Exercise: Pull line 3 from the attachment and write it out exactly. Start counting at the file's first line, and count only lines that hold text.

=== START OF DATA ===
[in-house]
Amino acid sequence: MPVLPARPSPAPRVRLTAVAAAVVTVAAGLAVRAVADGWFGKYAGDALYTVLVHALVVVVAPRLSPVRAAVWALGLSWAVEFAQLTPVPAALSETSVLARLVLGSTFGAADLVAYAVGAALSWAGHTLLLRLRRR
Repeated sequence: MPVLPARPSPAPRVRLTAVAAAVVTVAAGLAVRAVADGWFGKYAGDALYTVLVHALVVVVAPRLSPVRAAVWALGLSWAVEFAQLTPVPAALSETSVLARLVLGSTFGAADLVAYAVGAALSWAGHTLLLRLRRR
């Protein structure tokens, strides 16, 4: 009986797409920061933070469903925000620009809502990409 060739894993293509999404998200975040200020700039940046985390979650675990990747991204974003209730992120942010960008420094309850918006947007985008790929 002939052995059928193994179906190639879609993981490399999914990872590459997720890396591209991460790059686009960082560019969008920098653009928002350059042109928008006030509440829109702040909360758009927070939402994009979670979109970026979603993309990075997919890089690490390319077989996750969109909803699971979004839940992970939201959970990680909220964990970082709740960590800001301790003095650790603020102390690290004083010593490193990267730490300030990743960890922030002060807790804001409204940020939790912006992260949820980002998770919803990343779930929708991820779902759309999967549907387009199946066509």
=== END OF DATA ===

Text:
Repeated sequence: MPVLPARPSPAPRVRLTAVAAAVVTVAAGLAVRAVADGWFGKYAGDALYTVLVHALVVVVAPRLSPVRAAVWALGLSWAVEFAQLTPVPAALSETSVLARLVLGSTFGAADLVAYAVGAALSWAGHTLLLRLRRR